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A Dallas man reported monkeypox symptoms while vacationing in Mexico. He was asked to isolate but refused, officials say

Mexican health officials said the man reported symptoms while vacationing in Puerto Vallarta. However, he refused to isolate and flew back to the U.S. anyway.

DALLAS — A Dallas man who recently tested positive for monkeypox was in Mexico when he began reporting symptoms but refused to isolate and returned to Texas anyway, according to health officials in Mexico.

The Health of Department of Jalisco in Mexico released more details on the case this week, as Dallas County Health and Human Services reported Texas' first monkeypox case this year.

The Centers for Disease Control and Prevention also raised its alert level on monkeypox after global cases surpassed 1,000 and after at least 21 people in 11 states tested positive for the disease.

According to the Jalisco state health department, the Dallas man traveled to Berlin, Germany on May 12 and then returned to Dallas on May 16. The department then said the 48-year-old man traveled to Puerto Vallarta on May 27 for vacation with his partner.

The health department reported that the man began showing symptoms, such as cough, chills and "pustule-like lesions on the face and neck," on May 30. According to the department, the man on June 3 contacted his doctor in Texas, who recommended that the 48-year-old get medical care and report the symptoms to Mexican health authorities.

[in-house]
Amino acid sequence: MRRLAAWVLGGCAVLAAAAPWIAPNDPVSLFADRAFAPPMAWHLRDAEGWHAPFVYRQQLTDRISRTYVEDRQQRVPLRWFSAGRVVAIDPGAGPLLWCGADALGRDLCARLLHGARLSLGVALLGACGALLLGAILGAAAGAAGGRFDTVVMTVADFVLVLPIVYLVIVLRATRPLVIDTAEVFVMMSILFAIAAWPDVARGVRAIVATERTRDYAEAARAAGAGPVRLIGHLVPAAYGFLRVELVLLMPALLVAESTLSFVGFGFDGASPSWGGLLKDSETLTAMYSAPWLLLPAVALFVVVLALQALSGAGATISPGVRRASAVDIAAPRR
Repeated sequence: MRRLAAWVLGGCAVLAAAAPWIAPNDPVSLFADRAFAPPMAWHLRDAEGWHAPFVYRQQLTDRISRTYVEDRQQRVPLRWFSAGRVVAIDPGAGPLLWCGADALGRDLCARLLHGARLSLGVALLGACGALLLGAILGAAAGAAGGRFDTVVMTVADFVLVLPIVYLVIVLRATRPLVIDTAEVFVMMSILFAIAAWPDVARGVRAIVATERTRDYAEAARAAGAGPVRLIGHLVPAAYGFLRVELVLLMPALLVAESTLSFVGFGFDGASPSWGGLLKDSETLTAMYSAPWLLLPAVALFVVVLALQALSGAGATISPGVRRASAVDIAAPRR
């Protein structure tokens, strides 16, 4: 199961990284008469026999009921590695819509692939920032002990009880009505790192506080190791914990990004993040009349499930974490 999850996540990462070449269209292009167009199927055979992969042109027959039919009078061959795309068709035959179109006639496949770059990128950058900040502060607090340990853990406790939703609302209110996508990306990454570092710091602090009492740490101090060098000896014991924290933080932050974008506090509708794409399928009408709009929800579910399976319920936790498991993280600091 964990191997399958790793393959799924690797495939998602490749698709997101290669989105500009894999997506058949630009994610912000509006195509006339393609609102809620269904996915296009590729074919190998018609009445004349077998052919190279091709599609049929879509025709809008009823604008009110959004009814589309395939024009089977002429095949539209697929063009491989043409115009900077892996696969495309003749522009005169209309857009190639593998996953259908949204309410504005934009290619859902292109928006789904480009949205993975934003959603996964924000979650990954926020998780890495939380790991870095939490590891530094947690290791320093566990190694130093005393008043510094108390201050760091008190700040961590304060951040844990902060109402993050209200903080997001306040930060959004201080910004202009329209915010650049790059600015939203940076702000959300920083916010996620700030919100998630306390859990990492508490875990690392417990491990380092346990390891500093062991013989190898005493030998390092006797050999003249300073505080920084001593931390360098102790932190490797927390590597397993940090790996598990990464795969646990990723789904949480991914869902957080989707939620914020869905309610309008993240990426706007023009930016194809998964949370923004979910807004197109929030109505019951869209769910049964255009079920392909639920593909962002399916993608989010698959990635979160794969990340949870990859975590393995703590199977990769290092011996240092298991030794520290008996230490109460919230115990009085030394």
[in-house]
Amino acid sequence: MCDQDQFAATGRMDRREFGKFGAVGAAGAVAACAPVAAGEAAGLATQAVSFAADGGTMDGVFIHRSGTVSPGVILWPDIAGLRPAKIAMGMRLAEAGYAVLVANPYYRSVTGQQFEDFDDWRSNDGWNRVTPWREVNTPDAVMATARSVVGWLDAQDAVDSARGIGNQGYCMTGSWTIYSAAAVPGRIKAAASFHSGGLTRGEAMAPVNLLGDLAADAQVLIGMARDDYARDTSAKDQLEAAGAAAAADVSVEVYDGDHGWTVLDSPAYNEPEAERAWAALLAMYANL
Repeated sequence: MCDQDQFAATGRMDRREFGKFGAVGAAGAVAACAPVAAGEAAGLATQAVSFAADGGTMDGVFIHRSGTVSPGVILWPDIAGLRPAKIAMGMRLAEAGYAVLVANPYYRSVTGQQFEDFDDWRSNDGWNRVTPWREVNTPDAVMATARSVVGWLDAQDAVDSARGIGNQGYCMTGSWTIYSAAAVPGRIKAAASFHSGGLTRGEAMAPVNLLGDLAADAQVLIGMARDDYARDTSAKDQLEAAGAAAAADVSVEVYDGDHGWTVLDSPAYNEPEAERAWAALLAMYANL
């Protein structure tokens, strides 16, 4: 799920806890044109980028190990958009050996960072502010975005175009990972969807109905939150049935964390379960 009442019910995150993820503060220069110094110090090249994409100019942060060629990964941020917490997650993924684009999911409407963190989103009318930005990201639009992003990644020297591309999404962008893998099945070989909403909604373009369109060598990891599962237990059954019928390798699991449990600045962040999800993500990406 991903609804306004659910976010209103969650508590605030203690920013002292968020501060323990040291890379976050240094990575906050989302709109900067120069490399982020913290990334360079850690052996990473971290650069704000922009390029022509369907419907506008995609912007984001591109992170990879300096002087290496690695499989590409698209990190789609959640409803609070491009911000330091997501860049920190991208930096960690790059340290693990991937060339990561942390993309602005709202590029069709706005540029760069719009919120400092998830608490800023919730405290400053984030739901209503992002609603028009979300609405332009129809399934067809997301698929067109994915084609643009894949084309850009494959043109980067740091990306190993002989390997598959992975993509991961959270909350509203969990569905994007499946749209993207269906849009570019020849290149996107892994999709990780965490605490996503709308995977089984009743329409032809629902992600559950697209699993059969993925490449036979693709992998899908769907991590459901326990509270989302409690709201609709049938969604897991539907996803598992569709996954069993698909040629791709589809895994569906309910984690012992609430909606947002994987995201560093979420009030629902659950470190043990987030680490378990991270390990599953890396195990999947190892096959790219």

The man's doctor also reported the possible monkeypox case to the CDC, the department said.

The Mexican state health department said the man went to a private hospital in Puerto Vallarta, where he was instructed to provide samples and to isolate himself. The department reported that the man refused to isolate and fled the hospital.

The department learned the man had a scheduled flight back to Dallas on June 6, which led health officials to inform airlines to not allow him to fly or board an aircraft.

However, the CDC told Mexican health officials that the 48-year-old traveled back to the U.S. on June 4 on an unspecified airline or flight, according to the health department. And then on June 7, the positive test of monkeypox was reported.

The Jalisco health department said it is performing contact tracing as it was reported that the man attended multiple parties while in Puerto Vallarta. The CDC also added it is also looking into any possible contacts with airline passengers and others.

The Dallas County health department said on Tuesday that the man is currently isolating and recovering at home.

"This is the first case that we've seen this year," Dallas County Health and Human Services Director Dr. Philip Huang said. "We're monitoring the people who have had direct contact with the patient for symptoms."

According to health officials, monkeypox can be spread between people through direct contact with infectious sores, scabs or body fluids. It can also be spread by respiratory secretions during face-to-face contact.

Rodney Rohde, a virologist at Texas State University, told WFAA that monkeypox is less transmissible than COVID-19 and that people shouldn't be alarmed by the rising cases.

"Outside of skin-to-skin contact, you really have to have prolonged face-to-face exposure for three or more hours," Rohde said. "It's also not as fatal. This particular strain in the U.S. is about 1% or less fatal. And we've seen no fatalities yet."

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